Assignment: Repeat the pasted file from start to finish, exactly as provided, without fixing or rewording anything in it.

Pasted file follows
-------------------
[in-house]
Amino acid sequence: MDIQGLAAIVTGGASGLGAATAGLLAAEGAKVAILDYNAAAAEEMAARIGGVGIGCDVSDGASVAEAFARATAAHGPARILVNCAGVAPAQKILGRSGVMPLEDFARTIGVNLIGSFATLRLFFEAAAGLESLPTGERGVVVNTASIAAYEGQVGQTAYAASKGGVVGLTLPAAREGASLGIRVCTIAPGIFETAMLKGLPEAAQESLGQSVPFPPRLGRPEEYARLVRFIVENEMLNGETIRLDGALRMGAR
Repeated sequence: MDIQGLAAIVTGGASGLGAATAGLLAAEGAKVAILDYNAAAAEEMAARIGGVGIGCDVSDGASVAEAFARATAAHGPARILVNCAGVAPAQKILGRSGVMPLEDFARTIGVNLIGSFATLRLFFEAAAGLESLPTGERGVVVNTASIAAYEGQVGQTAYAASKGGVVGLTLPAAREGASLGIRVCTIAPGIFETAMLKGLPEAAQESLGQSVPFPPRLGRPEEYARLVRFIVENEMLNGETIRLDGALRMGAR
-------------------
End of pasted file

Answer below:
[in-house]
Amino acid sequence: MDIQGLAAIVTGGASGLGAATAGLLAAEGAKVAILDYNAAAAEEMAARIGGVGIGCDVSDGASVAEAFARATAAHGPARILVNCAGVAPAQKILGRSGVMPLEDFARTIGVNLIGSFATLRLFFEAAAGLESLPTGERGVVVNTASIAAYEGQVGQTAYAASKGGVVGLTLPAAREGASLGIRVCTIAPGIFETAMLKGLPEAAQESLGQSVPFPPRLGRPEEYARLVRFIVENEMLNGETIRLDGALRMGAR
Repeated sequence: MDIQGLAAIVTGGASGLGAATAGLLAAEGAKVAILDYNAAAAEEMAARIGGVGIGCDVSDGASVAEAFARATAAHGPARILVNCAGVAPAQKILGRSGVMPLEDFARTIGVNLIGSFATLRLFFEAAAGLESLPTGERGVVVNTASIAAYEGQVGQTAYAASKGGVVGLTLPAAREGASLGIRVCTIAPGIFETAMLKGLPEAAQESLGQSVPFPPRLGRPEEYARLVRFIVENEMLNGETIRLDGALRMGAR